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RIAA Court Filing In Stairway To Heaven Case Warns Against *OVERPROTECTION* By Copyright

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RIAA Court Filing In Stairway To Heaven Case Warns Against *OVERPROTECTION* By Copyright

Postby MrFredPFL » Wed Nov 14, 2018 2:57 am

Story : https://www.techdirt.com/articles/20181110/02054741013/riaa-court-filing-stairwa





Here's one you don't see everyday. The RIAA is telling a court that it needs to be careful about too much copyright protection. Really. This is in the lawsuit over "Stairway to Heaven" that we've been covering for a while now. As we noted, the 9th Circuit brought the case back to life after what had appeared to be a good result, saying that Led Zeppelin's "Stairway" did not infringe on the copyright in the Spirit song "Taurus." While we were a bit nervous about the case being reopened after a good result, as copyright lawyer Rick Sanders explained in a pair of excellent guest posts, there were good reasons to revisit the case -- in part to fix the 9th Circuit's weird framework for determining if a song has infringed, and in part to fix some bad jury instructions.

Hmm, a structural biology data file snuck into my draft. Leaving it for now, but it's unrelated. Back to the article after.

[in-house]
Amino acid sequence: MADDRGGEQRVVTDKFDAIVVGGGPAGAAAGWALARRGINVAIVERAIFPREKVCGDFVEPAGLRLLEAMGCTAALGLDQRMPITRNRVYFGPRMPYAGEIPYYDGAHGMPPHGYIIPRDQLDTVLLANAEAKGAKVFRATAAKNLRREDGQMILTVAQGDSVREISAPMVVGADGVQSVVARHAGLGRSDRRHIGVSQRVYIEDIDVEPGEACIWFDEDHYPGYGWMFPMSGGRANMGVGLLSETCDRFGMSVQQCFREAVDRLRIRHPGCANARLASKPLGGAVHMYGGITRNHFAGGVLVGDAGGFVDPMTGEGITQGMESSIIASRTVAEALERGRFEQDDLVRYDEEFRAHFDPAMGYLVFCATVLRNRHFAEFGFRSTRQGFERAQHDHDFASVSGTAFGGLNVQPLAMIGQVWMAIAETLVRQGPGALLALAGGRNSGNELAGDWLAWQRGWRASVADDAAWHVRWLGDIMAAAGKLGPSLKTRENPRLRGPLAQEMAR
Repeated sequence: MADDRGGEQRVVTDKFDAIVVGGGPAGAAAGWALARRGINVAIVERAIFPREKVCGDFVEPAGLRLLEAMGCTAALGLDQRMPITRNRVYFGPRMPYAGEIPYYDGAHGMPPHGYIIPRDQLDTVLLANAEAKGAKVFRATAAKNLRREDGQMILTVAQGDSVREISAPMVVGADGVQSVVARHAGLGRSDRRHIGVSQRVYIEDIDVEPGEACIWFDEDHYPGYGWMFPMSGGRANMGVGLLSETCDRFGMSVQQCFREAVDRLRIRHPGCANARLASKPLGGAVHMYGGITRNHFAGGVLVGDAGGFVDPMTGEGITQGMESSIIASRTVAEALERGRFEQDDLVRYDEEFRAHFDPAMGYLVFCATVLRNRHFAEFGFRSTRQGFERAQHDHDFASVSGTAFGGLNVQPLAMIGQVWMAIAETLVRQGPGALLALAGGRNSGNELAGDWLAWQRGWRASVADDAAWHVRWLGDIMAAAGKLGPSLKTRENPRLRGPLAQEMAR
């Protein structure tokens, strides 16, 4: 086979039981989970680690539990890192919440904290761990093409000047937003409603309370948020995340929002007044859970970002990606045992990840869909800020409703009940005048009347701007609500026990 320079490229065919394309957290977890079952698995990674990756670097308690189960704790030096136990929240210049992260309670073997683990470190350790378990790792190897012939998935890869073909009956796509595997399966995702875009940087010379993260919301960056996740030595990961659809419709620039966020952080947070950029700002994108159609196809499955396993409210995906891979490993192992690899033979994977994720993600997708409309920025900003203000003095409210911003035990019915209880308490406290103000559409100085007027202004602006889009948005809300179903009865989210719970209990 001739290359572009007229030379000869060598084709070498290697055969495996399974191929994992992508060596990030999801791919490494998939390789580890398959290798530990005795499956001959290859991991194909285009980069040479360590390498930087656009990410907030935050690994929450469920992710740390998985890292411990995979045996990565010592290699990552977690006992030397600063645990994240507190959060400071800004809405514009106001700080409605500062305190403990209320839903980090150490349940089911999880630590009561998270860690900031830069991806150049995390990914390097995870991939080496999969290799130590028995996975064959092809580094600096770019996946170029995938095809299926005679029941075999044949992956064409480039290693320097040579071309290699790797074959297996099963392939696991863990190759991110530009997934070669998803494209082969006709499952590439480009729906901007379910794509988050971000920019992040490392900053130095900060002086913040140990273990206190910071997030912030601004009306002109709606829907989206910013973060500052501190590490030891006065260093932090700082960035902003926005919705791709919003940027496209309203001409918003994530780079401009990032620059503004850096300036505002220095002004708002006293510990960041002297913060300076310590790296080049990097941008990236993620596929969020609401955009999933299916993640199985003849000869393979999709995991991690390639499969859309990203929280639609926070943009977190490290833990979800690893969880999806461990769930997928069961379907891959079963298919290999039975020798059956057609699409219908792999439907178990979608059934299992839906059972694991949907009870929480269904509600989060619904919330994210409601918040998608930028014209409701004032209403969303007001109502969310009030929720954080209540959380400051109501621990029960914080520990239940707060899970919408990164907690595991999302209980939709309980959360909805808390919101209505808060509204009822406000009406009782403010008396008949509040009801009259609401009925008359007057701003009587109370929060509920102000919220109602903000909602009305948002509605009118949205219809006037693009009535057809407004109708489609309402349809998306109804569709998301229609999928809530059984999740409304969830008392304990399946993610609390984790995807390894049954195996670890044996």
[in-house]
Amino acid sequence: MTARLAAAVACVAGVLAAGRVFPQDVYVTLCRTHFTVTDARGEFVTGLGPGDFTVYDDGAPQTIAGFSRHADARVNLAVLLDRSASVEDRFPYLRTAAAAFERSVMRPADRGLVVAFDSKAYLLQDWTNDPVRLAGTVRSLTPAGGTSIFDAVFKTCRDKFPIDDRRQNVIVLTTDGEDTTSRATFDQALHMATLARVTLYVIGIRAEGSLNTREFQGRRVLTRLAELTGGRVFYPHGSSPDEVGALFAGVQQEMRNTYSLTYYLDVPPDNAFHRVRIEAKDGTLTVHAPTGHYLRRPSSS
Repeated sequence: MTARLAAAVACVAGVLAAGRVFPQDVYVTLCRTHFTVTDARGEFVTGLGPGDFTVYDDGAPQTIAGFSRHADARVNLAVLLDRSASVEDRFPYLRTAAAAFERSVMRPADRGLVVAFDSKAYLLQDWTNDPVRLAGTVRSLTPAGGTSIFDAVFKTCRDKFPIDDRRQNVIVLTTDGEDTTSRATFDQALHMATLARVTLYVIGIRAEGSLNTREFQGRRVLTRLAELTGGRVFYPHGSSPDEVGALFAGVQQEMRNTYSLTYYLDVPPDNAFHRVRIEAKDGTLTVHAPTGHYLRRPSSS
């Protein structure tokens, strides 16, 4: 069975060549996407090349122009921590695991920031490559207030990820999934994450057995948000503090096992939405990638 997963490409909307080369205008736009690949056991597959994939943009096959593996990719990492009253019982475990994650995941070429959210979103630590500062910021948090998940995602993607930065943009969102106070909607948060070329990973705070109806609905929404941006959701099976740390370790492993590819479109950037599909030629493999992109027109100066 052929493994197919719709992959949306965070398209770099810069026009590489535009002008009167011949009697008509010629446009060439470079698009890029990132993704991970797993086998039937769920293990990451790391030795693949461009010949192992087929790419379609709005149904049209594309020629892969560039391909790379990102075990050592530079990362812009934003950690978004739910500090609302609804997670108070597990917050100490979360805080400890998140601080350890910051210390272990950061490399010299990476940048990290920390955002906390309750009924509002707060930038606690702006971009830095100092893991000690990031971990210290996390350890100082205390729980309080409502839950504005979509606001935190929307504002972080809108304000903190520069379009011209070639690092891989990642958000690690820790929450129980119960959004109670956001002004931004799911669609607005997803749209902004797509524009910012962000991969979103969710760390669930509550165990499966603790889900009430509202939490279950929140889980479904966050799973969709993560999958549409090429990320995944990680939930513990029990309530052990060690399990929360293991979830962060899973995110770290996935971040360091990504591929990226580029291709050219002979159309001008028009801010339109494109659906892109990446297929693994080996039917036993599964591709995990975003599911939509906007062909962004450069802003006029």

As with the Blurred Lines case, I've been curious how the RIAA and various musicians would come down on these cases. After all, I can imagine how they could easily end up on either side of such a case. Lots of musicians take inspiration from other musicians (it's actually kind of an important way for most musicians to develop), and if that's seen as infringing, that seems like it should be a huge problem. But, of course, to make that argument would require the RIAA to actually admit that copyright can go too far.

And... that's actually what it's done. The RIAA and the NMPA (National Music Publisher's Association, which historically is just as bad as the RIAA on many of these issues) actually had famed law professor Eugene Volokh write an interesting amicus curiae brief in support of the 9th Circuit rehearing the case en banc (with a full panel of 11 judges, rather than just the usual 3). Hat tip to Law360's Bill Donahue, who first spotted this.

Anyway, who among you ever expected the following in an RIAA brief:







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